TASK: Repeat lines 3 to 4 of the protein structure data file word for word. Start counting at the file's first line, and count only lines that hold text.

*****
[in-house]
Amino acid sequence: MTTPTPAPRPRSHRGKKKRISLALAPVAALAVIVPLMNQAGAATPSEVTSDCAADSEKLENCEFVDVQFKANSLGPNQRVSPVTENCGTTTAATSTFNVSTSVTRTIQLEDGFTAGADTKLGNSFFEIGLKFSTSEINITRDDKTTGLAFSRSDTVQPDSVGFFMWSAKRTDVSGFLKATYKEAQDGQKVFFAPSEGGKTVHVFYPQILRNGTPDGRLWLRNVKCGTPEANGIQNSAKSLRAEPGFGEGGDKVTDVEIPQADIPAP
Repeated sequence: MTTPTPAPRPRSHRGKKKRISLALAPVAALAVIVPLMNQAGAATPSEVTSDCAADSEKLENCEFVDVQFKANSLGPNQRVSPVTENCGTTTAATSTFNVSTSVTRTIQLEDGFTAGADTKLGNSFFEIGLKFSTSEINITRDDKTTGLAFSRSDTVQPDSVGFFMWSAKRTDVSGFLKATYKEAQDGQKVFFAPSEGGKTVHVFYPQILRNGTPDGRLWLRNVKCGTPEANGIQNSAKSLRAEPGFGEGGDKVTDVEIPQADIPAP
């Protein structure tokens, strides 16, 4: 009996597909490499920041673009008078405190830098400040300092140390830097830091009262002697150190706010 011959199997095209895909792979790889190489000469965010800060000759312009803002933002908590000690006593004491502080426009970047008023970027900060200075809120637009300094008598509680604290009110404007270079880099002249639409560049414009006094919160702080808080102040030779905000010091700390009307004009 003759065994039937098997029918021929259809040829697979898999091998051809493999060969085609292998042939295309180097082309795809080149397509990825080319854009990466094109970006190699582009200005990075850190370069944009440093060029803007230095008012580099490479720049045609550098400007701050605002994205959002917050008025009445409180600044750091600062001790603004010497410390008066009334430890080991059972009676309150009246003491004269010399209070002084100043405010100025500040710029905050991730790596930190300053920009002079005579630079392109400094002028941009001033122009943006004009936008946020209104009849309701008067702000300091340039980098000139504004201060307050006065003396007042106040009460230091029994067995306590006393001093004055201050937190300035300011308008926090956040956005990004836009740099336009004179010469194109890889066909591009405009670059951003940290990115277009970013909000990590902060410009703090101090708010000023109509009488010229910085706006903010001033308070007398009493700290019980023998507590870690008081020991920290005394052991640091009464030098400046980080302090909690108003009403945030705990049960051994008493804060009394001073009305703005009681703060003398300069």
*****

Repeated sequence: MTTPTPAPRPRSHRGKKKRISLALAPVAALAVIVPLMNQAGAATPSEVTSDCAADSEKLENCEFVDVQFKANSLGPNQRVSPVTENCGTTTAATSTFNVSTSVTRTIQLEDGFTAGADTKLGNSFFEIGLKFSTSEINITRDDKTTGLAFSRSDTVQPDSVGFFMWSAKRTDVSGFLKATYKEAQDGQKVFFAPSEGGKTVHVFYPQILRNGTPDGRLWLRNVKCGTPEANGIQNSAKSLRAEPGFGEGGDKVTDVEIPQADIPAP
């Protein structure tokens, strides 16, 4: 009996597909490499920041673009008078405190830098400040300092140390830097830091009262002697150190706010 011959199997095209895909792979790889190489000469965010800060000759312009803002933002908590000690006593004491502080426009970047008023970027900060200075809120637009300094008598509680604290009110404007270079880099002249639409560049414009006094919160702080808080102040030779905000010091700390009307004009 003759065994039937098997029918021929259809040829697979898999091998051809493999060969085609292998042939295309180097082309795809080149397509990825080319854009990466094109970006190699582009200005990075850190370069944009440093060029803007230095008012580099490479720049045609550098400007701050605002994205959002917050008025009445409180600044750091600062001790603004010497410390008066009334430890080991059972009676309150009246003491004269010399209070002084100043405010100025500040710029905050991730790596930190300053920009002079005579630079392109400094002028941009001033122009943006004009936008946020209104009849309701008067702000300091340039980098000139504004201060307050006065003396007042106040009460230091029994067995306590006393001093004055201050937190300035300011308008926090956040956005990004836009740099336009004179010469194109890889066909591009405009670059951003940290990115277009970013909000990590902060410009703090101090708010000023109509009488010229910085706006903010001033308070007398009493700290019980023998507590870690008081020991920290005394052991640091009464030098400046980080302090909690108003009403945030705990049960051994008493804060009394001073009305703005009681703060003398300069």